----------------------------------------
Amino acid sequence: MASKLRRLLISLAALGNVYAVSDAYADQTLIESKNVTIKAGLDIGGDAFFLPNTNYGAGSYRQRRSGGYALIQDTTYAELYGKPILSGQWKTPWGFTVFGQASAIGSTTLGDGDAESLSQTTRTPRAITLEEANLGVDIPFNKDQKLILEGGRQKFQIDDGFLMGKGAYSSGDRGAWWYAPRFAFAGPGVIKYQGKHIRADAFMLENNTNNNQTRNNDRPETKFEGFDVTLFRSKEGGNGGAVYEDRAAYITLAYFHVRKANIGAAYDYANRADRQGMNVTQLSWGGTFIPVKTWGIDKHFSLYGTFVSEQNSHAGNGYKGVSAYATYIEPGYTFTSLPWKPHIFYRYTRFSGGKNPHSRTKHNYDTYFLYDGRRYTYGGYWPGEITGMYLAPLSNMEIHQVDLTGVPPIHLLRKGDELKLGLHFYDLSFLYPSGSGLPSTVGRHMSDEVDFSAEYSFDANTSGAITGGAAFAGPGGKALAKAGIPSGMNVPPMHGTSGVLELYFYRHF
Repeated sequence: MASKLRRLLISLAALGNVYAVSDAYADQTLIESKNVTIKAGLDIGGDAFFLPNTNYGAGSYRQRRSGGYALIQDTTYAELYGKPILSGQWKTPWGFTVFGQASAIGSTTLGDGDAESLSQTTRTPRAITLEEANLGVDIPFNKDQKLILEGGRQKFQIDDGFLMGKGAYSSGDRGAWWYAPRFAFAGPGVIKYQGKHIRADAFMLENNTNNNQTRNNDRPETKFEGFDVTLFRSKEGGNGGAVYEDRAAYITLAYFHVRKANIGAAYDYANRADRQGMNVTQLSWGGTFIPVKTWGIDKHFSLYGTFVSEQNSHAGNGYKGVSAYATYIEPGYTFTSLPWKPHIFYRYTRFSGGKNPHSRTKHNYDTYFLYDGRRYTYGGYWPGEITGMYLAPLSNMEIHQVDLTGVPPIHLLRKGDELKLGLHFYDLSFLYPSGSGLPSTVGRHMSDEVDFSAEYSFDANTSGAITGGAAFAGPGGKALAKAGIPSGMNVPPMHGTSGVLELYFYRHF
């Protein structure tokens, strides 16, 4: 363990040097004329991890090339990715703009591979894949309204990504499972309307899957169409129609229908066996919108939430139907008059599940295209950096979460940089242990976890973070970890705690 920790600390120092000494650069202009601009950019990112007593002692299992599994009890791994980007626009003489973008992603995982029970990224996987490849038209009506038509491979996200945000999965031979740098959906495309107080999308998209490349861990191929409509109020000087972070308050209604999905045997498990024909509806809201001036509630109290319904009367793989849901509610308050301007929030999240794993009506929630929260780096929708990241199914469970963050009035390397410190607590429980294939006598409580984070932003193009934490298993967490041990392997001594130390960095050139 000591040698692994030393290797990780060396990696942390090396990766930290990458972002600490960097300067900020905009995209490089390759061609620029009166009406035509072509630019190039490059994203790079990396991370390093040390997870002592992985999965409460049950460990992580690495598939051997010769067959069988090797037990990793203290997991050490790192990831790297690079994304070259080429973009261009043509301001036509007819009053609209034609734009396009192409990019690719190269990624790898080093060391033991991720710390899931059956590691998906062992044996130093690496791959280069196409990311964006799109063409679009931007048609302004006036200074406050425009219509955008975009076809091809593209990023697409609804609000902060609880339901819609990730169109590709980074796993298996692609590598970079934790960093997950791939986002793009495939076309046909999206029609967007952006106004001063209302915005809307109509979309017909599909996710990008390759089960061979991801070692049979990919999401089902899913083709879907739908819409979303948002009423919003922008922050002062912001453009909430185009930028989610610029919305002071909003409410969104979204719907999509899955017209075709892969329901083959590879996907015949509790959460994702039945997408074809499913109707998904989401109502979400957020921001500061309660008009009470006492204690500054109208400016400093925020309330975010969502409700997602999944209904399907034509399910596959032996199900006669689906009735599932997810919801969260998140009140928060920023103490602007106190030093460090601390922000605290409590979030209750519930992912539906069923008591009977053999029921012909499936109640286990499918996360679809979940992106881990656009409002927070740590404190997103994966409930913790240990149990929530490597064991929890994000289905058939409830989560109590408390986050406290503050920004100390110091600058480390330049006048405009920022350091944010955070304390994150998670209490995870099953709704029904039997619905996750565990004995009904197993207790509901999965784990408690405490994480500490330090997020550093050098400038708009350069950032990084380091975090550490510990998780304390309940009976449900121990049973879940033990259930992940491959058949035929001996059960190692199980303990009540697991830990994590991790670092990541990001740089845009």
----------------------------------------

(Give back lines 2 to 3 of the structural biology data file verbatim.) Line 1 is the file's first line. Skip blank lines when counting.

Repeated sequence: MASKLRRLLISLAALGNVYAVSDAYADQTLIESKNVTIKAGLDIGGDAFFLPNTNYGAGSYRQRRSGGYALIQDTTYAELYGKPILSGQWKTPWGFTVFGQASAIGSTTLGDGDAESLSQTTRTPRAITLEEANLGVDIPFNKDQKLILEGGRQKFQIDDGFLMGKGAYSSGDRGAWWYAPRFAFAGPGVIKYQGKHIRADAFMLENNTNNNQTRNNDRPETKFEGFDVTLFRSKEGGNGGAVYEDRAAYITLAYFHVRKANIGAAYDYANRADRQGMNVTQLSWGGTFIPVKTWGIDKHFSLYGTFVSEQNSHAGNGYKGVSAYATYIEPGYTFTSLPWKPHIFYRYTRFSGGKNPHSRTKHNYDTYFLYDGRRYTYGGYWPGEITGMYLAPLSNMEIHQVDLTGVPPIHLLRKGDELKLGLHFYDLSFLYPSGSGLPSTVGRHMSDEVDFSAEYSFDANTSGAITGGAAFAGPGGKALAKAGIPSGMNVPPMHGTSGVLELYFYRHF
């Protein structure tokens, strides 16, 4: 363990040097004329991890090339990715703009591979894949309204990504499972309307899957169409129609229908066996919108939430139907008059599940295209950096979460940089242990976890973070970890705690 920790600390120092000494650069202009601009950019990112007593002692299992599994009890791994980007626009003489973008992603995982029970990224996987490849038209009506038509491979996200945000999965031979740098959906495309107080999308998209490349861990191929409509109020000087972070308050209604999905045997498990024909509806809201001036509630109290319904009367793989849901509610308050301007929030999240794993009506929630929260780096929708990241199914469970963050009035390397410190607590429980294939006598409580984070932003193009934490298993967490041990392997001594130390960095050139 000591040698692994030393290797990780060396990696942390090396990766930290990458972002600490960097300067900020905009995209490089390759061609620029009166009406035509072509630019190039490059994203790079990396991370390093040390997870002592992985999965409460049950460990992580690495598939051997010769067959069988090797037990990793203290997991050490790192990831790297690079994304070259080429973009261009043509301001036509007819009053609209034609734009396009192409990019690719190269990624790898080093060391033991991720710390899931059956590691998906062992044996130093690496791959280069196409990311964006799109063409679009931007048609302004006036200074406050425009219509955008975009076809091809593209990023697409609804609000902060609880339901819609990730169109590709980074796993298996692609590598970079934790960093997950791939986002793009495939076309046909999206029609967007952006106004001063209302915005809307109509979309017909599909996710990008390759089960061979991801070692049979990919999401089902899913083709879907739908819409979303948002009423919003922008922050002062912001453009909430185009930028989610610029919305002071909003409410969104979204719907999509899955017209075709892969329901083959590879996907015949509790959460994702039945997408074809499913109707998904989401109502979400957020921001500061309660008009009470006492204690500054109208400016400093925020309330975010969502409700997602999944209904399907034509399910596959032996199900006669689906009735599932997810919801969260998140009140928060920023103490602007106190030093460090601390922000605290409590979030209750519930992912539906069923008591009977053999029921012909499936109640286990499918996360679809979940992106881990656009409002927070740590404190997103994966409930913790240990149990929530490597064991929890994000289905058939409830989560109590408390986050406290503050920004100390110091600058480390330049006048405009920022350091944010955070304390994150998670209490995870099953709704029904039997619905996750565990004995009904197993207790509901999965784990408690405490994480500490330090997020550093050098400038708009350069950032990084380091975090550490510990998780304390309940009976449900121990049973879940033990259930992940491959058949035929001996059960190692199980303990009540697991830990994590991790670092990541990001740089845009």